The sun has always been the source of all energy on Earth. Plant-based, fossil-based, wind or water, all energy is a consequence of the energy delivered by the sun.

Multiple workers installing a solar panel farm in a field

FPL Miami-Dade Solar Energy Center Tour in Miami (Source – SFBWmag)

How We Reached This Number

1 kWh of energy can light a 10W lamp for 100 hours, or a 1000W water heater for one hour (W*h =Wh, kW*h = kWh). Add nine zeros in front of a kWh, and you get a TWh. Considering the average total sunshine hours (including shading, orientation, dust and other losses) to be around 3.5, the average amount of energy produced by 1 TW of solar plants will be 1TW*3.5h = 3.5 TWh per day.

Thus, to generate 63 TWh per day, we would need 63/3.5 = 18 TW of solar power plants. Selecting one of the largest sizes of panels, i.e. 350W, we would require the above-mentioned number of 51.4 billion panels (18000000000000W/350W = 51.42 billion panels).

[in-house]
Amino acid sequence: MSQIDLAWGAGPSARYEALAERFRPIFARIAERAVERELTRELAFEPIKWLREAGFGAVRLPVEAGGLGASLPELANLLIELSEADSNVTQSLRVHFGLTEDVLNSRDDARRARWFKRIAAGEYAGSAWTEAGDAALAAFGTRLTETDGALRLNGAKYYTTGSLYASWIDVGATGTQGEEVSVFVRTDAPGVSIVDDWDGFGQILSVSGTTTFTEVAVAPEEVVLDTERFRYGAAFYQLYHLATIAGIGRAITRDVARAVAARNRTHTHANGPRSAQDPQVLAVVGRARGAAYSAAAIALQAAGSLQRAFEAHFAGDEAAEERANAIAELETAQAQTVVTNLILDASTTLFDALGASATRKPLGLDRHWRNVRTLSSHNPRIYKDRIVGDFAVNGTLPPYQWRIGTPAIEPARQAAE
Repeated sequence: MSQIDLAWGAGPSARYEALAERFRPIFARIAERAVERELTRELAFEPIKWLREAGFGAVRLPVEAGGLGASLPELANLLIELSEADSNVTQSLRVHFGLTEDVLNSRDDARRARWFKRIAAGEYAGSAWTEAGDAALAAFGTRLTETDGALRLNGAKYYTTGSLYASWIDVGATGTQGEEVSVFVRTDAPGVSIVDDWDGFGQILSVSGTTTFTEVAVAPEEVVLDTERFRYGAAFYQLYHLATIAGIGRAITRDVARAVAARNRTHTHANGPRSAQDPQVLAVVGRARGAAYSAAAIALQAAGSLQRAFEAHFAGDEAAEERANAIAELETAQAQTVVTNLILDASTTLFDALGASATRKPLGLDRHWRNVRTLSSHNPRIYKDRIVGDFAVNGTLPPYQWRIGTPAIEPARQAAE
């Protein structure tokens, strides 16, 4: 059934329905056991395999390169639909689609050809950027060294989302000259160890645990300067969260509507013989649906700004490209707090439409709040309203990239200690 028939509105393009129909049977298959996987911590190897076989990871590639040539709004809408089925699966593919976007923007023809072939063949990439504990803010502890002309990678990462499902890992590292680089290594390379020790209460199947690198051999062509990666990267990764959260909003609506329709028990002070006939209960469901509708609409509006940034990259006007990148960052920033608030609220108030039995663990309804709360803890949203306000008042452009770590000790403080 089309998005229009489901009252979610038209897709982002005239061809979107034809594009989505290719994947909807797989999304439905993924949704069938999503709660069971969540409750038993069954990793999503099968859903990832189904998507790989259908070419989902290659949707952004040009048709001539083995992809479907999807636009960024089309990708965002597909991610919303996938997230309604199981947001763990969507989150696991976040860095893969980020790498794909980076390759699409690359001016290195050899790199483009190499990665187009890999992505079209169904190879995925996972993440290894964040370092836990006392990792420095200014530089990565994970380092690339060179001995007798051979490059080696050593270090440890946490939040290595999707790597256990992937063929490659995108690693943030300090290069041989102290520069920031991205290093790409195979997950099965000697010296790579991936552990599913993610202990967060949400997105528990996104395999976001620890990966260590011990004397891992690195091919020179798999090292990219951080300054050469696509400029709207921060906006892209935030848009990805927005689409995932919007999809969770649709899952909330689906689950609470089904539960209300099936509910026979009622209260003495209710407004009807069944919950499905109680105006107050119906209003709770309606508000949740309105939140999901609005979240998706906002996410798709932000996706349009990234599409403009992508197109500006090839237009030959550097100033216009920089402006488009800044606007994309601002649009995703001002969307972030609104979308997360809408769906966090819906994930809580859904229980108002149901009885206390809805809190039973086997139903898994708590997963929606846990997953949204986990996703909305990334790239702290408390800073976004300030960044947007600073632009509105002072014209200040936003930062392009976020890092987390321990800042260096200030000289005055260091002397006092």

A single large solar plant with over 50 billion panels is a fantastic thing to imagine. However, we have to keep in mind that constructing a single such plant would be impossible, from the economical, logistical and technological aspects. Despite this, it would be a realistic aim to cover various suitable locations all over the world with a collective 50+ billion panels.

It would be also interesting to understand the amount of solar panels needed to power the U.S. and other nations with high per capita consumption. Adding up those numbers can help get a clear and realistic picture.

How Much Space Would Be Required?

Solar panels, at least the modern ones, operate with an efficiency or around 20%. This means that out of the total energy that light brings with it, only a fifth is converted into electricity, that too in ideal conditions. What this means for us is that space is an important investment as far as solar power is concerned.

Speaking of residential plans, the amount of solar panels needed to power an average home can be anywhere between 7 and 100, depending on how large the house and its consumption is.